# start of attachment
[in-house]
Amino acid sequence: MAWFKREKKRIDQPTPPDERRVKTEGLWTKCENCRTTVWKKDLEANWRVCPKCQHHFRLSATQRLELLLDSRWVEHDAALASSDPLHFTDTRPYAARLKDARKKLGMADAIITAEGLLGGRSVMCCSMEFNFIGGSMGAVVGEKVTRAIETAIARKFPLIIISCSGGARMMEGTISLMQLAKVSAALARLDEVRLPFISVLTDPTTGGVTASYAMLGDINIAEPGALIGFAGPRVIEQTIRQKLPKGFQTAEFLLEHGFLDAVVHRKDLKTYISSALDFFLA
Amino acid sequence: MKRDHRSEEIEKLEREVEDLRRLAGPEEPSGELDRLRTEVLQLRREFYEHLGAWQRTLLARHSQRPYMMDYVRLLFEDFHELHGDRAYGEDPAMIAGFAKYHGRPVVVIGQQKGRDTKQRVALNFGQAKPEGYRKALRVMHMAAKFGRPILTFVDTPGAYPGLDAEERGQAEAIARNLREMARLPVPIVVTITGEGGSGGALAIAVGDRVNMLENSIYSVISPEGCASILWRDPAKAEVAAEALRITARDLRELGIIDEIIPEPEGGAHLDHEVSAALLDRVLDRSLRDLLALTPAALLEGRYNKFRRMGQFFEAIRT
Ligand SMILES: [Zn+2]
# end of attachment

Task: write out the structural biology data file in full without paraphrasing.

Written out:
[in-house]
Amino acid sequence: MAWFKREKKRIDQPTPPDERRVKTEGLWTKCENCRTTVWKKDLEANWRVCPKCQHHFRLSATQRLELLLDSRWVEHDAALASSDPLHFTDTRPYAARLKDARKKLGMADAIITAEGLLGGRSVMCCSMEFNFIGGSMGAVVGEKVTRAIETAIARKFPLIIISCSGGARMMEGTISLMQLAKVSAALARLDEVRLPFISVLTDPTTGGVTASYAMLGDINIAEPGALIGFAGPRVIEQTIRQKLPKGFQTAEFLLEHGFLDAVVHRKDLKTYISSALDFFLA
Amino acid sequence: MKRDHRSEEIEKLEREVEDLRRLAGPEEPSGELDRLRTEVLQLRREFYEHLGAWQRTLLARHSQRPYMMDYVRLLFEDFHELHGDRAYGEDPAMIAGFAKYHGRPVVVIGQQKGRDTKQRVALNFGQAKPEGYRKALRVMHMAAKFGRPILTFVDTPGAYPGLDAEERGQAEAIARNLREMARLPVPIVVTITGEGGSGGALAIAVGDRVNMLENSIYSVISPEGCASILWRDPAKAEVAAEALRITARDLRELGIIDEIIPEPEGGAHLDHEVSAALLDRVLDRSLRDLLALTPAALLEGRYNKFRRMGQFFEAIRT
Ligand SMILES: [Zn+2]